When the lobsters march north: From complex models to collaborative solutions to save America’s coral reef

A scuba diver swims over a coral reef
Jul. 24, 2024

5:30 – 7:00 pm MDT

NSF NCAR Mesa Lab and Online

What is the future we want for America’s largest coral reefs? These delicate ecosystems support marine life and human endeavors but climate change is threatening their existence. There are several climate models addressing marine life impacts, however barriers prevent access to the communities who need them most. Current research addresses this problem by presenting a novel type of collaborative research that works closely with people who make their living on coral reefs while integrating climate metrics from the NCAR Community Earth System Model version 2 large ensemble (CESM2-LE), to predict what will happen to the coral ecosystem while providing adaptation techniques.

In her Explorer Series Lecture, Scientist Kelly Dunning addresses the gap between the existence of complex, high-resolution models and their utility for those who are seeing the most drastic effects of climate change on coral reefs. She will also discuss ongoing adaptation efforts, including livelihood shifts and novel restoration techniques.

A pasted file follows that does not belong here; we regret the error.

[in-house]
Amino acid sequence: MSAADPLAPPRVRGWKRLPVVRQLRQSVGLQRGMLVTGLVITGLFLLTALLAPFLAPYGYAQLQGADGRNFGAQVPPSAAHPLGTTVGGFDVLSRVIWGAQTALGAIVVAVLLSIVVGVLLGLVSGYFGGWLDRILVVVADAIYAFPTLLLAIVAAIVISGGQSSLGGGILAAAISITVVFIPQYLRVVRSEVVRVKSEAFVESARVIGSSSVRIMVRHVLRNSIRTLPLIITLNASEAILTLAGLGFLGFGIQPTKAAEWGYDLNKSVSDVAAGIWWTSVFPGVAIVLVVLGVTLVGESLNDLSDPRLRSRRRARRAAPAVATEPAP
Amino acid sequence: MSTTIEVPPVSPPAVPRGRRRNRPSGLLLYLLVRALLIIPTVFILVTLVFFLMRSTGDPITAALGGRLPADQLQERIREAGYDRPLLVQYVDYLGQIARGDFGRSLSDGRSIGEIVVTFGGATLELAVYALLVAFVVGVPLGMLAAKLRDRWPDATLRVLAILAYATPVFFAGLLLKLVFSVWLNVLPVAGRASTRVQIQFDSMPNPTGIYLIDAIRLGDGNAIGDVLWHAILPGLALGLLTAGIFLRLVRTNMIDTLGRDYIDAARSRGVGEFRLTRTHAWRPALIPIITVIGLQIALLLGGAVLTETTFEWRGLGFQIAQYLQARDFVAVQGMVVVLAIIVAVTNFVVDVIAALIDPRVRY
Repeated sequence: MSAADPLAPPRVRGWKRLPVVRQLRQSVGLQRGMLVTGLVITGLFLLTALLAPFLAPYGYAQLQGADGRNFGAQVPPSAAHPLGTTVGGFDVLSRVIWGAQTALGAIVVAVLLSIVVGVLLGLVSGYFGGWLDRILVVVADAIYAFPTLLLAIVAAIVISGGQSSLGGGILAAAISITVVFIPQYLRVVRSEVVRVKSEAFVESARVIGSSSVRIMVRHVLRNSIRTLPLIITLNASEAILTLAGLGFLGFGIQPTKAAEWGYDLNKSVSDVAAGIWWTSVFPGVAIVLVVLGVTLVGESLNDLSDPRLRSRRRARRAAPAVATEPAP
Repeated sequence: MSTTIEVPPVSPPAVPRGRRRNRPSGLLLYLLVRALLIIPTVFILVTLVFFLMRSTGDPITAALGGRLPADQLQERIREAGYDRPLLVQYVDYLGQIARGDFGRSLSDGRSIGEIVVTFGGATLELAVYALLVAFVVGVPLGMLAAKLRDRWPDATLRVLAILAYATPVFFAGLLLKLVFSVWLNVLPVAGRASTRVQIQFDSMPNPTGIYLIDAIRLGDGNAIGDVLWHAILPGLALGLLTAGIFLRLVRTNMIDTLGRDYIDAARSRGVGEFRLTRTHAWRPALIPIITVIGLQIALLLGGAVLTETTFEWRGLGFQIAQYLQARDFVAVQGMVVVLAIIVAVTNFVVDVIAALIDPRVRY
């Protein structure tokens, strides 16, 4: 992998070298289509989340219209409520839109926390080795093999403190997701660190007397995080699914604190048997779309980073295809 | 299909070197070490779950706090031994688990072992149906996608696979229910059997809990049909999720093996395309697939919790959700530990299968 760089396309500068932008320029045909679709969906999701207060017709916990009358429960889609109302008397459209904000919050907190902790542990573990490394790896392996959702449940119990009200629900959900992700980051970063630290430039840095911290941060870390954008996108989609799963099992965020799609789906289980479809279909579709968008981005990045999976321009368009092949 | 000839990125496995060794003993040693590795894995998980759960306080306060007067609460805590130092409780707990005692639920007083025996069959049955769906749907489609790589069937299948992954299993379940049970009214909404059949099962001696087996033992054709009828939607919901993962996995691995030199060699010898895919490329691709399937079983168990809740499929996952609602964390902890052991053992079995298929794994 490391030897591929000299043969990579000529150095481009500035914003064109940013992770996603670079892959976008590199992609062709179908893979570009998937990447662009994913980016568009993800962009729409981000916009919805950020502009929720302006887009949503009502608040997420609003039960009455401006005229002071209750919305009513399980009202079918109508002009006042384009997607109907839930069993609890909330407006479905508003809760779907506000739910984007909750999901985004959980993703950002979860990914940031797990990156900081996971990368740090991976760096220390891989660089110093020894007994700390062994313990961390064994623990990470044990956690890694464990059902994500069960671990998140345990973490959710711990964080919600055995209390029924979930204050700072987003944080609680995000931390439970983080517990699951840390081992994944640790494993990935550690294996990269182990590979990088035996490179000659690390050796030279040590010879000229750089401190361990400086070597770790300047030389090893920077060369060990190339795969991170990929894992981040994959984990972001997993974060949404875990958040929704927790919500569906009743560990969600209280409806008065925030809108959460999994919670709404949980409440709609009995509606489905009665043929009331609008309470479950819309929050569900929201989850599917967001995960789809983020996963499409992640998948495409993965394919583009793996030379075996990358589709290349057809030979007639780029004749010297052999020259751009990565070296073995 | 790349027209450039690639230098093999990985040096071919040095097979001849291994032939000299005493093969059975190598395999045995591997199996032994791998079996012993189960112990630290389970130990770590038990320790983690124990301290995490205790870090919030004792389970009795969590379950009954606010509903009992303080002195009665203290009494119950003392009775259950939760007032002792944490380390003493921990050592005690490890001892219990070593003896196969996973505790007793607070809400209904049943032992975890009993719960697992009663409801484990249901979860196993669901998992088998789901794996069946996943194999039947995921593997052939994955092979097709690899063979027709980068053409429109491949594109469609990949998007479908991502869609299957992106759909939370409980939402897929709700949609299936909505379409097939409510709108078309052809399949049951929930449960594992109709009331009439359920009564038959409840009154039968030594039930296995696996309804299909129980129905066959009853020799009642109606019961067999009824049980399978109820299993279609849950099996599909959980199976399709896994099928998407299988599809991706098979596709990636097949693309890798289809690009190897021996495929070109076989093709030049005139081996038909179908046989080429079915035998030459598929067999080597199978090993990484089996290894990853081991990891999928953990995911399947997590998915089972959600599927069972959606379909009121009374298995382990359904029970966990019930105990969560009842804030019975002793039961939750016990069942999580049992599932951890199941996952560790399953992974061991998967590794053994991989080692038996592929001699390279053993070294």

Kelly Dunning

University of Wyoming, Early Career Faculty Innovator

Kelly Dunning is director of the Wildlife & Wilderness Recreation Lab (formerly the Conservation Governance Lab at Auburn University). The lab has the following priority research areas: 1) Public policy that enhances recreation and conservation for wildlife and both public and private lands. 2) Sustainable recreation on public lands and waterways such as national parks and national forests. 3) Hunter and angler experiences, R3, and the North American Model of Wildlife Conservation. 4) Public policy for improving hunter and angler access and diversifying the hunting and angling community.

Lecture Preview